ISBN = "1590598504" }

In the scenario whereby a particular field may or may not contain a value (the classic nullable scenario), F# defines the option, Some and None keywords. I’d love to read up on this further; the approach, to me at least, seems to be to create a safety blanket that doesn’t allow for the pesky null reference exception. When calling traditional .Net code this will still be an issue of course; but within the realm of F# the idea of making the developer accountable for this state management (and not just letting something ‘be null’) really intrigues me – Note to self for further reading! In addition, you are able to use a Pattern Matching check using the match/with construct. Here’s a complete example to whet the whistle:

//All people have a Name and Age, but not all people have a Book Club Membership Number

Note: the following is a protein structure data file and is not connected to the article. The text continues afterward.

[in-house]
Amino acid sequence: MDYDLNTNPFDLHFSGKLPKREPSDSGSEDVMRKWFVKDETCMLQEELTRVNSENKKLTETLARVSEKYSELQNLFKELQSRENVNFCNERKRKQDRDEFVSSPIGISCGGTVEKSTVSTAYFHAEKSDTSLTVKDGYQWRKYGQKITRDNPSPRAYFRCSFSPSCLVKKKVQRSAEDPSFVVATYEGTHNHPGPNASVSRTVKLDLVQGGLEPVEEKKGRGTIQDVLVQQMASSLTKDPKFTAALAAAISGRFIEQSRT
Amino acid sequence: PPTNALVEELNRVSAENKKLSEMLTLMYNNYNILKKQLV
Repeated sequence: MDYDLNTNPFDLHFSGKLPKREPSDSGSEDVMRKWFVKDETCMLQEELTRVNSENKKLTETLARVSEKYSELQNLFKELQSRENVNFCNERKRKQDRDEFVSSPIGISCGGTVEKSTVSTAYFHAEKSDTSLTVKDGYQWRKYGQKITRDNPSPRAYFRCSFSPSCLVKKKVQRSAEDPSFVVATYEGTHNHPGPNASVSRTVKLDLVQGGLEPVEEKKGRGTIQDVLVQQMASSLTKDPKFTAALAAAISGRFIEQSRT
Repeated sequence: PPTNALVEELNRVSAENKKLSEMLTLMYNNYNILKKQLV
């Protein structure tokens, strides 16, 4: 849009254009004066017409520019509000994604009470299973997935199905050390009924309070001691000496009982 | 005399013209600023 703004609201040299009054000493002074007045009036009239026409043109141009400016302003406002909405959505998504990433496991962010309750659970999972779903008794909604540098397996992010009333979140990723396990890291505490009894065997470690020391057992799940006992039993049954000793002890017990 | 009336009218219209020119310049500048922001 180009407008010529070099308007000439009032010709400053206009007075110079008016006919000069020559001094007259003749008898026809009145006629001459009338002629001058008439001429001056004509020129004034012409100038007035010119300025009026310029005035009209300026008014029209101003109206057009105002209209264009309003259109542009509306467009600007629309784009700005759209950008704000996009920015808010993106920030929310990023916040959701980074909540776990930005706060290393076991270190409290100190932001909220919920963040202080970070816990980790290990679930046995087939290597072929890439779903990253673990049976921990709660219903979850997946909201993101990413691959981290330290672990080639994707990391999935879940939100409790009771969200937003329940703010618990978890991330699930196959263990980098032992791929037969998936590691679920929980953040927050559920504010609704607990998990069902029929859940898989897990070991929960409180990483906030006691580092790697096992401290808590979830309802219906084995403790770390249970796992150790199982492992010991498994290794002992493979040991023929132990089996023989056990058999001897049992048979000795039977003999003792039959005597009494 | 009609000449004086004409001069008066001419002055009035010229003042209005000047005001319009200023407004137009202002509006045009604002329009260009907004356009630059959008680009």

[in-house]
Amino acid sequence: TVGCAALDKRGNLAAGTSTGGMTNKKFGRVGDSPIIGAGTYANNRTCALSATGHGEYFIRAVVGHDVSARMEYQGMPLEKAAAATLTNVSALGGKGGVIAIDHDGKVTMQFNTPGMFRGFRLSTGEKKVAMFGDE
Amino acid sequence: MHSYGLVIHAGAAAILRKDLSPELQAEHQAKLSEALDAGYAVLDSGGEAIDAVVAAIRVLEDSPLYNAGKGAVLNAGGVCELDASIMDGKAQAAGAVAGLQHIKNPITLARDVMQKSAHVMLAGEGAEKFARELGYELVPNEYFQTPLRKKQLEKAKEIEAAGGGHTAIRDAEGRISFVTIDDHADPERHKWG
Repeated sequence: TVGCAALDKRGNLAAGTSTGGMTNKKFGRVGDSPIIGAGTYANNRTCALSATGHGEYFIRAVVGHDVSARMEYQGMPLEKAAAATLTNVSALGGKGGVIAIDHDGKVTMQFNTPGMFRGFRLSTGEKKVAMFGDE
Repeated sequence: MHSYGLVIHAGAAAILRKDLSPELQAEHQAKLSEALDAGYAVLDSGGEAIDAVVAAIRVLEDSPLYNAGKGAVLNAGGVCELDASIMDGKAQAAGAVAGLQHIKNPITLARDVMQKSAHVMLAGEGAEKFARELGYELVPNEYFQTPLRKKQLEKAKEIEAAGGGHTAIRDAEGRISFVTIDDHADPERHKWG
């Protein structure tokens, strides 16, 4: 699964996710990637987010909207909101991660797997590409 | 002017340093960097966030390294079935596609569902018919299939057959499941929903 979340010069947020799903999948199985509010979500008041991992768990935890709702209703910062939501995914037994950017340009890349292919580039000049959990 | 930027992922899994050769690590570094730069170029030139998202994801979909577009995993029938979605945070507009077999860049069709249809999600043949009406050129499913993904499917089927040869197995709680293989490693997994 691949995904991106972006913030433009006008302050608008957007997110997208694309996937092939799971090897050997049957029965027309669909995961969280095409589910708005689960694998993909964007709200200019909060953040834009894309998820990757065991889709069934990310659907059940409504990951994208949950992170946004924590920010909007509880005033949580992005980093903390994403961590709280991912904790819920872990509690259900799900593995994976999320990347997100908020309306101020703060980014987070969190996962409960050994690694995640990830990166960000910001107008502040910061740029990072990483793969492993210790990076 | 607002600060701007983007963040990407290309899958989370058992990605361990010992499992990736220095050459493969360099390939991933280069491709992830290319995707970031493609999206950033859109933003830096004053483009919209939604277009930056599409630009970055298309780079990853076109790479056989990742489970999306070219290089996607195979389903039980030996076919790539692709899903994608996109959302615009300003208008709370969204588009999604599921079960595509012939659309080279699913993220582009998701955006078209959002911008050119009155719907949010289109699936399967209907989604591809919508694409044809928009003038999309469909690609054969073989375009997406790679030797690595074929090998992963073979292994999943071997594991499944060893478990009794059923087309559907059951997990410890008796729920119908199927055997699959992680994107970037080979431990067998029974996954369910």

type Person = 
    { Name: string;
      Age: int;
      BookClubMemNo: int option }   //option denotes that data may not exist

//Define Steve - He has no Book Club Membership (None keyword used represent this)   
let steve = 
    { Name = "Steve Smith";
      Age = 32;
      BookClubMemNo = None }
      
//Define Jane - She loves her books, therefore she has a Book Club Membership (Some 'value' used to represent this)
let jane = 
    { Name = "Jane Smith";
      Age = 29;
      BookClubMemNo = Some 125485422 } 
      
//Define a function to 'Pattern Match' - Does the BookClubMemNo of a person have a value?
let bookClubMemDetails person =
    match person.BookClubMemNo with